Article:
How the world responds to man-made climate change involves a very complex, expensive, and politically divisive array of potential solutions and lifestyle adjustments. However, one natural process of which you may have been unaware involves the largest mammals in the world: whales.
As explained in the excellent video below, whales play a primary role in the ecology of the oceans, and, as a result, the world as well. Just like the rest of us, they need to eat to survive, and, well, they need to relieve themselves afterward too.
So why is this important one may ask?
When their waste products are released into the ocean, they provide vital nutrients for algae and plankton growth in the upper reaches of the ocean. In addition to providing a source of food for ocean fish and animal life, plant plankton also adsorbs CO2 from the atmosphere, thus providing a sink (or removal process) for CO2 emissions as well.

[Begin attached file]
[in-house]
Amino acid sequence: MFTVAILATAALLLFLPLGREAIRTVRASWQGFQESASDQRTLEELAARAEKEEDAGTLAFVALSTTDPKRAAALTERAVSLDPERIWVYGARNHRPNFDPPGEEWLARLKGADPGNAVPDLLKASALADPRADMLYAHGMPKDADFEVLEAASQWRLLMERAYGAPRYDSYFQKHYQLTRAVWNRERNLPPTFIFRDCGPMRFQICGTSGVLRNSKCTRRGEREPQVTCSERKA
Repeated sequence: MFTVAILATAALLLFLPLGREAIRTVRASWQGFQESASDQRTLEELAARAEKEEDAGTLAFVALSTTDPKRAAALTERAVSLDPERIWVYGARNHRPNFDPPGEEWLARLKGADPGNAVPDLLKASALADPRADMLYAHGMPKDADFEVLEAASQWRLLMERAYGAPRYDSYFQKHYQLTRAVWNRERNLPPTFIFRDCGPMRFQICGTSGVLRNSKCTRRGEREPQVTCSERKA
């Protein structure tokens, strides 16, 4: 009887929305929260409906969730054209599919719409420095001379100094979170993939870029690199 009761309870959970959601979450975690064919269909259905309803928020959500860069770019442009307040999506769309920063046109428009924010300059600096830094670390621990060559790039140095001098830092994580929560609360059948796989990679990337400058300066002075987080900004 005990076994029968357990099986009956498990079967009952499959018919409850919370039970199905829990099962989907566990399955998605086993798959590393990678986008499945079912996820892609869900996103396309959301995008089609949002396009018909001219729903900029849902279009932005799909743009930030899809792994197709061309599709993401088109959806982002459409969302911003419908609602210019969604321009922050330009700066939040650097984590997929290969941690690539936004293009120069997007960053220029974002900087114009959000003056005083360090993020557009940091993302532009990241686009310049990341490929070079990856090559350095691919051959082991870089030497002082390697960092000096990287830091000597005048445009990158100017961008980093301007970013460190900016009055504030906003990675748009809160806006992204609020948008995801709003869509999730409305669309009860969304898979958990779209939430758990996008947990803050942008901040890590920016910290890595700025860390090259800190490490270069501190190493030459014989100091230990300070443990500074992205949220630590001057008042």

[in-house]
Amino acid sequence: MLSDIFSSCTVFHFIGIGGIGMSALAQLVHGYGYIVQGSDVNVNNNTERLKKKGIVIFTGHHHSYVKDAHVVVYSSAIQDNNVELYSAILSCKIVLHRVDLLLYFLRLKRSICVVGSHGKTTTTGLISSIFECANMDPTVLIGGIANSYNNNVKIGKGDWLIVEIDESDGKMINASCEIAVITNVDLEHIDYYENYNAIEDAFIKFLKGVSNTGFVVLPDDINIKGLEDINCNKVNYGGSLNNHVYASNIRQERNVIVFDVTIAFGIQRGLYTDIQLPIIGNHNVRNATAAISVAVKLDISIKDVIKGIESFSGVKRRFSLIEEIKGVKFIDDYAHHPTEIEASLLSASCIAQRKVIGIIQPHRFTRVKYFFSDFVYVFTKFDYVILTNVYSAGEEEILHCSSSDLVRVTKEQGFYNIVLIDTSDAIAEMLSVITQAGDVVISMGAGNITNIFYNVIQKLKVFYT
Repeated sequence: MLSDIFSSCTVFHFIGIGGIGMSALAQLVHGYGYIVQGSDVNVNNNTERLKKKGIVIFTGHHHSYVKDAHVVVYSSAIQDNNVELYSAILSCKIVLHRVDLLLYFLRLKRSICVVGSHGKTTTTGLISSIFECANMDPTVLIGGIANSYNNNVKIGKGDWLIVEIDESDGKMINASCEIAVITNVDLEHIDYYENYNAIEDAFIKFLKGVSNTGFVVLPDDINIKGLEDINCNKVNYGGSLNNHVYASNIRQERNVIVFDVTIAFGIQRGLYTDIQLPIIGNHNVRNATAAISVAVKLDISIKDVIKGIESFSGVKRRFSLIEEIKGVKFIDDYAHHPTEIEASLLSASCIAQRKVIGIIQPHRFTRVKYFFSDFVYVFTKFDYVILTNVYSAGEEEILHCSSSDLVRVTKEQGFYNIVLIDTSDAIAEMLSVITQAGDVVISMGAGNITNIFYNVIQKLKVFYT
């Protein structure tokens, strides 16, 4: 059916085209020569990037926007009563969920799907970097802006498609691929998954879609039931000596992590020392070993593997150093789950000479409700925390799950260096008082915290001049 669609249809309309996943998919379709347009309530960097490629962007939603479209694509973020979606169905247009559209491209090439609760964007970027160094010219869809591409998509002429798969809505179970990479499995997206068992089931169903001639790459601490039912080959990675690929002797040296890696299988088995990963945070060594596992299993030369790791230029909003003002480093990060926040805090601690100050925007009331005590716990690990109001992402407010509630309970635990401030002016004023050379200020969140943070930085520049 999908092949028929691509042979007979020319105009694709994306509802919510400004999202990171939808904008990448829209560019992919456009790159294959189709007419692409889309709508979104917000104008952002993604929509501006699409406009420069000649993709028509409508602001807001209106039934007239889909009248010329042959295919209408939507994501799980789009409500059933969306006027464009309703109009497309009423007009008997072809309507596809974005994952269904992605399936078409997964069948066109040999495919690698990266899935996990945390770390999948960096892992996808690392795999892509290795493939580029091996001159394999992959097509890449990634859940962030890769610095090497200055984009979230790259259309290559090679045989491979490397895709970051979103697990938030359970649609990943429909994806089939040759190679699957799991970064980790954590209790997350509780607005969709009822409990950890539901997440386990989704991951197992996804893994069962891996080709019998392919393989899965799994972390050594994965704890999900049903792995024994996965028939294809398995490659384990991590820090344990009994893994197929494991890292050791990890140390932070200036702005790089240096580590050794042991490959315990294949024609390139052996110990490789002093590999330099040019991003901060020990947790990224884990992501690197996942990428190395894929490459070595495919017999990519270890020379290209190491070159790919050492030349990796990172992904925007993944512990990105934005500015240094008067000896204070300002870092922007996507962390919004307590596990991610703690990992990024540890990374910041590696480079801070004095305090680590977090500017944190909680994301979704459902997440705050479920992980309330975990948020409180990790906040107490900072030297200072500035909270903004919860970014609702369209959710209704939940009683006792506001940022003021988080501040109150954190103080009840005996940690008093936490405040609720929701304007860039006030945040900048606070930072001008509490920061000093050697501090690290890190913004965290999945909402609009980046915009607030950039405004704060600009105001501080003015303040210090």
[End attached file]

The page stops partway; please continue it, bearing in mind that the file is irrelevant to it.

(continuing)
Scientists have estimated that before whaling populations were decimated by decades of hunting, whales were indirectly responsible for removing tens of millions of tons of CO2 from the atmosphere. Therefore, efforts by environmental groups and governments to stop whaling activities will not only lead to a resurgence of whale populations, but also result in more CO2 being removed from the atmosphere.